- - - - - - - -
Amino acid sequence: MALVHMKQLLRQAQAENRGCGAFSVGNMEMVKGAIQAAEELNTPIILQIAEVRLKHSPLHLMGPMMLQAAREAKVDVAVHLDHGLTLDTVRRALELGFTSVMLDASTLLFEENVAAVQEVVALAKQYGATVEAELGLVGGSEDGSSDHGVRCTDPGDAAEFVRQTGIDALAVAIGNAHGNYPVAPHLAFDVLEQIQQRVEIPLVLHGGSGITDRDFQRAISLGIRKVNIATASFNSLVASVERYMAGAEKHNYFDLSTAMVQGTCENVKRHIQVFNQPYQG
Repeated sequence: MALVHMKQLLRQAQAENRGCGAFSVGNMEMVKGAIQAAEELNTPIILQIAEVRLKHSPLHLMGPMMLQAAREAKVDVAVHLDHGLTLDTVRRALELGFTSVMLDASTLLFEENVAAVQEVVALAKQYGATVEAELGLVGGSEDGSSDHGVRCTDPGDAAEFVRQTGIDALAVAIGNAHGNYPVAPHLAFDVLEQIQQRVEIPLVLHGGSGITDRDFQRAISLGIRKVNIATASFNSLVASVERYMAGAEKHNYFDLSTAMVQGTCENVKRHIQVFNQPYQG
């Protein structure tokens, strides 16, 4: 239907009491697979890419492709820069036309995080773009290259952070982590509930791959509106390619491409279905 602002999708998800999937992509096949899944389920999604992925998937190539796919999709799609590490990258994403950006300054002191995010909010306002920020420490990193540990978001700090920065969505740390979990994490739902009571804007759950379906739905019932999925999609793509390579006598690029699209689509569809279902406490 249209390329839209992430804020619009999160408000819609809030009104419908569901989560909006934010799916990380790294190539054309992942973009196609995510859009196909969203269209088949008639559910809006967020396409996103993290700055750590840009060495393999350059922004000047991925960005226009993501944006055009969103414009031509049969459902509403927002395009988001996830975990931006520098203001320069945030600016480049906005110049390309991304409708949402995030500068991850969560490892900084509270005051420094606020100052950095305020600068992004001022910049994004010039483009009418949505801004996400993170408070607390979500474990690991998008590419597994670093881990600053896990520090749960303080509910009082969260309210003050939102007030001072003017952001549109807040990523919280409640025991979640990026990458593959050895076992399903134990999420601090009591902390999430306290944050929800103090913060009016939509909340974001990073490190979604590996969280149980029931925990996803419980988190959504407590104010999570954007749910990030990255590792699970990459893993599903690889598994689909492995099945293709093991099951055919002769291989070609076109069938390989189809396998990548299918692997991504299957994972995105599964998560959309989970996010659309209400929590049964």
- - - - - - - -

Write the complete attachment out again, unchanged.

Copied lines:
Amino acid sequence: MALVHMKQLLRQAQAENRGCGAFSVGNMEMVKGAIQAAEELNTPIILQIAEVRLKHSPLHLMGPMMLQAAREAKVDVAVHLDHGLTLDTVRRALELGFTSVMLDASTLLFEENVAAVQEVVALAKQYGATVEAELGLVGGSEDGSSDHGVRCTDPGDAAEFVRQTGIDALAVAIGNAHGNYPVAPHLAFDVLEQIQQRVEIPLVLHGGSGITDRDFQRAISLGIRKVNIATASFNSLVASVERYMAGAEKHNYFDLSTAMVQGTCENVKRHIQVFNQPYQG
Repeated sequence: MALVHMKQLLRQAQAENRGCGAFSVGNMEMVKGAIQAAEELNTPIILQIAEVRLKHSPLHLMGPMMLQAAREAKVDVAVHLDHGLTLDTVRRALELGFTSVMLDASTLLFEENVAAVQEVVALAKQYGATVEAELGLVGGSEDGSSDHGVRCTDPGDAAEFVRQTGIDALAVAIGNAHGNYPVAPHLAFDVLEQIQQRVEIPLVLHGGSGITDRDFQRAISLGIRKVNIATASFNSLVASVERYMAGAEKHNYFDLSTAMVQGTCENVKRHIQVFNQPYQG
């Protein structure tokens, strides 16, 4: 239907009491697979890419492709820069036309995080773009290259952070982590509930791959509106390619491409279905 602002999708998800999937992509096949899944389920999604992925998937190539796919999709799609590490990258994403950006300054002191995010909010306002920020420490990193540990978001700090920065969505740390979990994490739902009571804007759950379906739905019932999925999609793509390579006598690029699209689509569809279902406490 249209390329839209992430804020619009999160408000819609809030009104419908569901989560909006934010799916990380790294190539054309992942973009196609995510859009196909969203269209088949008639559910809006967020396409996103993290700055750590840009060495393999350059922004000047991925960005226009993501944006055009969103414009031509049969459902509403927002395009988001996830975990931006520098203001320069945030600016480049906005110049390309991304409708949402995030500068991850969560490892900084509270005051420094606020100052950095305020600068992004001022910049994004010039483009009418949505801004996400993170408070607390979500474990690991998008590419597994670093881990600053896990520090749960303080509910009082969260309210003050939102007030001072003017952001549109807040990523919280409640025991979640990026990458593959050895076992399903134990999420601090009591902390999430306290944050929800103090913060009016939509909340974001990073490190979604590996969280149980029931925990996803419980988190959504407590104010999570954007749910990030990255590792699970990459893993599903690889598994689909492995099945293709093991099951055919002769291989070609076109069938390989189809396998990548299918692997991504299957994972995105599964998560959309989970996010659309209400929590049964």